Farina Bona is a unique flour produced in Cavigliano, a village in the Swiss canton of Ticino. Cavigliano sits in the Valle Onsernone that runs east out of Locarno, the lakeside town from which the better known (to bread bakers) Valle Maggia runs north.
This deeply yellow flour is milled from toasted but unpopped maize kernels and smells very much like what you would expect: It has an unmistakable and intense popcorn fragrance. Farina bona production dates back centuries, was eventually abandoned but has recently been revived by some romantic slow foodies. History and production notes can be gleaned from the official Farina Bona website or Wikipedia.
How to toast corn without popping all the kernels, you ask? With legendary Swiss precision, of course. Remove the pan from the fire after exactly one third of the kernels have popped (those Swiss can count really fast. Who knew?). Then [optional: fire up Netflix,] eat the popped kernels and mill only the Old Maids. Mind you, this is the ‘revived’ procedure. From the official website, it is clear that the current revivalists are making their best guesses as to the actual but unrecorded protocol followed by the late, venerated Annunziata Terribilini (no, I’m not making up that name).
As interesting as it would have been to visit Cavigliano when we were motoring in that direction this past summer, we were happy to find 250 gr bags of Farina Bona (along with a dazzling range of cheeses and chocolates, as well as fresh Pane Maggia) in the food hall of Manor, nearby Lugano’s big department store.
The fragrance of the stuff is incredible.
Did I say that already?
Now, most of the recipes provided in the online Farina Bona cookbook are for sweets. Sounds tempting and we'll get around to some eventually. After all, Piedmontese maize biscuits ~ pasta di meliga ~ are seriously delicious and rival biscotti/cantucci/cantuccini for the cappuccino dunkability crown (pasta di meliga are available from Eataly and some Carluccio’s (UK)).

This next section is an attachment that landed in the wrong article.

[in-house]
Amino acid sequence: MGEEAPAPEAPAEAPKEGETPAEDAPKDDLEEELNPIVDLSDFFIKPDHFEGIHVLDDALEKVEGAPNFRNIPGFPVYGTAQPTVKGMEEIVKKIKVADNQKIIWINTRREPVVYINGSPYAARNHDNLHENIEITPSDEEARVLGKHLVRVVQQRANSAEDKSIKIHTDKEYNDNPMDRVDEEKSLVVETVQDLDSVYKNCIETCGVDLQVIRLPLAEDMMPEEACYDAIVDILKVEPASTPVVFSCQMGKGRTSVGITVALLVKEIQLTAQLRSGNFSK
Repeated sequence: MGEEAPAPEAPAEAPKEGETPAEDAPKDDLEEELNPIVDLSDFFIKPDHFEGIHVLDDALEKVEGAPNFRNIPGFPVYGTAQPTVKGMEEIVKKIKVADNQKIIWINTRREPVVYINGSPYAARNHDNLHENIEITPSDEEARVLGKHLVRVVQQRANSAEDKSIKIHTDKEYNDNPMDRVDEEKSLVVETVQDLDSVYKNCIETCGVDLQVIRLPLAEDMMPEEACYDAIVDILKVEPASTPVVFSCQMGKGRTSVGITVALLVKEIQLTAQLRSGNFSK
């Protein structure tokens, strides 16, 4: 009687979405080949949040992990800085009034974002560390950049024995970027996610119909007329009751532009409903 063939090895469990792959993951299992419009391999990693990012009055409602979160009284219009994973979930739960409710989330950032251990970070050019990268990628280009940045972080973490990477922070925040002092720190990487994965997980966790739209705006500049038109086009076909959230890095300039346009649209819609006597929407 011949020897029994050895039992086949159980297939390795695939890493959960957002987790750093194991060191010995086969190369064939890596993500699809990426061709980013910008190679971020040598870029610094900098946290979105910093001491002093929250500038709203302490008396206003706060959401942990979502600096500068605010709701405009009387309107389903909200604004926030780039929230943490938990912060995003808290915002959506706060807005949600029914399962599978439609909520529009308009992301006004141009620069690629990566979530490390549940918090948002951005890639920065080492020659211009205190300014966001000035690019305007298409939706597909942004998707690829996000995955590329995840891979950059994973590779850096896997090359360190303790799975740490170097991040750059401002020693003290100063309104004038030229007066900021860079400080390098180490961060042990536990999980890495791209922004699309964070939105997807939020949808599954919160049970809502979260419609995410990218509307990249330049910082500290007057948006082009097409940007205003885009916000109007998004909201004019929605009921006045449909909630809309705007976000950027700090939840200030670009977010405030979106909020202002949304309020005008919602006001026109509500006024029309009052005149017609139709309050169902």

So far we've just salted our precious Farina Bona into the weekly house miche our usual way: At 3% of total flour, it coats and thereby de-clumps home-flaked porridge added at the second fold.
We'd taken to using Alt Altus and/or powdered dehydrated sweet corn for that purpose this summer (in combination, an uncanny approximation of Farina bona), but popcorn is one of those smells and tastes that evokes such universally happy associations. So why not.
Farina bona would need to be closer to 10% of total flour to take center-stage and give the miche an assertively corny character. But we’re after some light maize counterpoint here, not a Popcorn Requiem Mass. At 3%, it's a largely subliminal hint barely peeking above the radar, but a happy hint is better than no hint at all.
There’s an outside chance that Eataly sells Farina Bona in their stores (they don’t online*). It's just the kind of unique regional product they'd promote. I keep forgetting to forage for it there. But then again, Italy has far too many worthy regional culinary delights competing for precious Eataly shelf space. More importantly, Cavigliano’s being culturally but not politically Italian is almost certainly a deal-breaker. Still, if you're lucky enough to have an Eataly nearby, take a look. And a sniff.
* If you Google(Shopping) <Farina bona>, you get a page of Farina bona fan T-shirts. I don’t know where that’s coming from. Maybe those romantic slow foodies have hired a PR firm.